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Lack of Correlation Between Opioid Dose Adjustment and Pain Score Change in a Group of Chronic Pain Patients

  • Lucy Chen
    Correspondence
    Address reprint requests to Lucy Chen, MD, MGH Center for Translational Pain Research, Department of Anesthesia, Critical Care and Pain Medicine, Massachusetts General Hospital, Harvard Medical School, Boston, MA 02114.
    Affiliations
    Massachusetts General Hospital Center for Translational Pain Research, Department of Anesthesia, Critical Care and Pain Medicine, Massachusetts General Hospital, Harvard Medical School, Boston, Massachusetts
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  • Trang Vo
    Affiliations
    Massachusetts General Hospital Center for Translational Pain Research, Department of Anesthesia, Critical Care and Pain Medicine, Massachusetts General Hospital, Harvard Medical School, Boston, Massachusetts
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  • Lindsey Seefeld
    Affiliations
    Massachusetts General Hospital Center for Translational Pain Research, Department of Anesthesia, Critical Care and Pain Medicine, Massachusetts General Hospital, Harvard Medical School, Boston, Massachusetts
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  • Charlene Malarick
    Affiliations
    Massachusetts General Hospital Center for Translational Pain Research, Department of Anesthesia, Critical Care and Pain Medicine, Massachusetts General Hospital, Harvard Medical School, Boston, Massachusetts
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  • Mary Houghton
    Affiliations
    Massachusetts General Hospital Center for Translational Pain Research, Department of Anesthesia, Critical Care and Pain Medicine, Massachusetts General Hospital, Harvard Medical School, Boston, Massachusetts
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  • Shihab Ahmed
    Affiliations
    Massachusetts General Hospital Center for Translational Pain Research, Department of Anesthesia, Critical Care and Pain Medicine, Massachusetts General Hospital, Harvard Medical School, Boston, Massachusetts
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  • Yi Zhang
    Affiliations
    Massachusetts General Hospital Center for Translational Pain Research, Department of Anesthesia, Critical Care and Pain Medicine, Massachusetts General Hospital, Harvard Medical School, Boston, Massachusetts
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  • Abigail Cohen
    Affiliations
    Massachusetts General Hospital Center for Translational Pain Research, Department of Anesthesia, Critical Care and Pain Medicine, Massachusetts General Hospital, Harvard Medical School, Boston, Massachusetts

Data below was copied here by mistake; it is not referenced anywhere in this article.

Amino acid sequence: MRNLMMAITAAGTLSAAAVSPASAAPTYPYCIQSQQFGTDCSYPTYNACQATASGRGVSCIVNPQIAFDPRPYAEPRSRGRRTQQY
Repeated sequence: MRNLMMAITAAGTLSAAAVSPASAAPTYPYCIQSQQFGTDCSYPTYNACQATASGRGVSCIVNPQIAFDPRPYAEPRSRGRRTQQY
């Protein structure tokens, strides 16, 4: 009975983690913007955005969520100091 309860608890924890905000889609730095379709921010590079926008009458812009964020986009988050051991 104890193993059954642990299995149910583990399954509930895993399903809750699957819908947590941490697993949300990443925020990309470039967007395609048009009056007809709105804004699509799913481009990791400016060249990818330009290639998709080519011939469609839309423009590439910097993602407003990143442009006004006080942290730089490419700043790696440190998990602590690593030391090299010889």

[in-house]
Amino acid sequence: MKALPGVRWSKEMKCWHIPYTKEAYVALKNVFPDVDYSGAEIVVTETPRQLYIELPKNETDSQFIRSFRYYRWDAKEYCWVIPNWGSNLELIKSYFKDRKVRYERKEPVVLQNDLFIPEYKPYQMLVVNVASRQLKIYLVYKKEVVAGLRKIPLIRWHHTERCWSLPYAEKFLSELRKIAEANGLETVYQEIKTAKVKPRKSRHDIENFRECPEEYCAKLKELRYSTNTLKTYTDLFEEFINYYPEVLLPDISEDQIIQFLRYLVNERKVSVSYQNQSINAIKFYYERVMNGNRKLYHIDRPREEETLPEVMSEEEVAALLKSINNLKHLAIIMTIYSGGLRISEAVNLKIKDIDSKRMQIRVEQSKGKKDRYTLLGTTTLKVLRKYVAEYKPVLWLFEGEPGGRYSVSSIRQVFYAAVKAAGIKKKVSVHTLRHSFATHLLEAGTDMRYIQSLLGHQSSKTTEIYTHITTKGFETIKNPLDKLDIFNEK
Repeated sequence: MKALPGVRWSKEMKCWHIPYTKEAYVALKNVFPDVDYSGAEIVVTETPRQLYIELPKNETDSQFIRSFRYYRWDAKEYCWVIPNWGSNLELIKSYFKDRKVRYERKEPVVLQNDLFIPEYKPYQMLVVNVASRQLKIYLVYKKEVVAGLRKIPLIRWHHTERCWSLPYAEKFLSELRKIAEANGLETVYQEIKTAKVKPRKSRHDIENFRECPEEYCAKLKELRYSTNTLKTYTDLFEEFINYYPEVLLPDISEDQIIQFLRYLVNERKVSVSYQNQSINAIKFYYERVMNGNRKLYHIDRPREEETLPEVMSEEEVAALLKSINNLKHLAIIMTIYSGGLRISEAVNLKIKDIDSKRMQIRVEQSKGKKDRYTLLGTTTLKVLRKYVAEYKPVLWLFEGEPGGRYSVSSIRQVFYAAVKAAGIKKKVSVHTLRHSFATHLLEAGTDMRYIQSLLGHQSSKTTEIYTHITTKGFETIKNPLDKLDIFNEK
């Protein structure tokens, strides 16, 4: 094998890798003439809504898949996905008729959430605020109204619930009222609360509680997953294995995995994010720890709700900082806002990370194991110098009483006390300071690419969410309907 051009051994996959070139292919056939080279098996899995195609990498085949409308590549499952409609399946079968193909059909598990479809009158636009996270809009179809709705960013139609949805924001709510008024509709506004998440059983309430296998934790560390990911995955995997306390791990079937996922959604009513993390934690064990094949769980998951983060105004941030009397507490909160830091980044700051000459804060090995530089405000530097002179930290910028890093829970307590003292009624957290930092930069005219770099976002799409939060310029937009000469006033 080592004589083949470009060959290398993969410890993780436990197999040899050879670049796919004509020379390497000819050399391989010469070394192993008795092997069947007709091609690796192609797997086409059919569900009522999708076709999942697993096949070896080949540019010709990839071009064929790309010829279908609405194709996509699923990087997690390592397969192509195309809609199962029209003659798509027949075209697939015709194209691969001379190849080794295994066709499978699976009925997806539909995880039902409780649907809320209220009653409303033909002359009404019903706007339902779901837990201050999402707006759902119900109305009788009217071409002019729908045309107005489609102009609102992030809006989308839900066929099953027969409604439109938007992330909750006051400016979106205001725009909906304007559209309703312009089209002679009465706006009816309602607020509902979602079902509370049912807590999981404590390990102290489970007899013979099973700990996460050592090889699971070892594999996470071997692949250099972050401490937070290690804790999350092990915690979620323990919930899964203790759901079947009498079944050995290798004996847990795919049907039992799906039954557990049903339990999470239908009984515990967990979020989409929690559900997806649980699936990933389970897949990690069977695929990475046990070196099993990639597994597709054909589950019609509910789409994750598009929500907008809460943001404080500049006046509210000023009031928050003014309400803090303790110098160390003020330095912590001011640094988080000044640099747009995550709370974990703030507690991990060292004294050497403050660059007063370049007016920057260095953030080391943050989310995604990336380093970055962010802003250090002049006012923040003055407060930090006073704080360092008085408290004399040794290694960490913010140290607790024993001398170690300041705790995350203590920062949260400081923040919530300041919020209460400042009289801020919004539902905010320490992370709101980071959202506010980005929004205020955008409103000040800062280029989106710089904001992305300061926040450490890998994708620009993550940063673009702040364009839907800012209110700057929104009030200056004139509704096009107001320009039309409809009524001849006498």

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  • Cynthia Retamozo
    Affiliations
    Massachusetts General Hospital Center for Translational Pain Research, Department of Anesthesia, Critical Care and Pain Medicine, Massachusetts General Hospital, Harvard Medical School, Boston, Massachusetts
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  • Kristen St. Hilaire
    Affiliations
    Massachusetts General Hospital Center for Translational Pain Research, Department of Anesthesia, Critical Care and Pain Medicine, Massachusetts General Hospital, Harvard Medical School, Boston, Massachusetts
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  • Vivian Zhang
    Affiliations
    Massachusetts General Hospital Center for Translational Pain Research, Department of Anesthesia, Critical Care and Pain Medicine, Massachusetts General Hospital, Harvard Medical School, Boston, Massachusetts
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  • Jianren Mao
    Affiliations
    Massachusetts General Hospital Center for Translational Pain Research, Department of Anesthesia, Critical Care and Pain Medicine, Massachusetts General Hospital, Harvard Medical School, Boston, Massachusetts
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Published:February 28, 2013DOI:https://doi.org/10.1016/j.jpain.2012.12.012

      Abstract

      Despite the increasing use of opioid analgesics for chronic pain management, it is unclear whether opioid dose escalation leads to better pain relief during chronic opioid therapy. In this study, we retrospectively analyzed clinical data collected from the Massachusetts General Hospital Center for Pain Medicine over a 7-year period. We examined 1) the impact of opioid dose adjustment (increase or decrease) on clinical pain score; 2) gender and age differences in response to opioid therapy; and 3) the influence of clinical pain conditions on the opioid analgesic efficacy. A total of 109 subjects met the criteria for data collection. We found that neither opioid dose increase, nor decrease, correlated with point changes in clinical pain score in a subset of chronic pain patients over a prolonged course of opioid therapy (an average of 704 days). This lack of correlation was consistent regardless of the type of chronic pain including neuropathic, nociceptive, or mixed pain conditions. Neither gender nor age differences showed a significant influence on the clinical response to opioid therapy in these subjects. These results suggest that dose adjustment during opioid therapy may not necessarily alter long-term clinical pain score in a group of chronic pain patients and that individualized opioid therapy based on the clinical effectiveness should be considered to optimize the treatment outcome.

      Perspective

      The study reports a relationship, or lack thereof, between opioid dose change and clinical pain score in a group of chronic pain patients. The study also calls for further investigation into the effectiveness of opioid therapy in the management of chronic nonmalignant pain conditions.

      Key words

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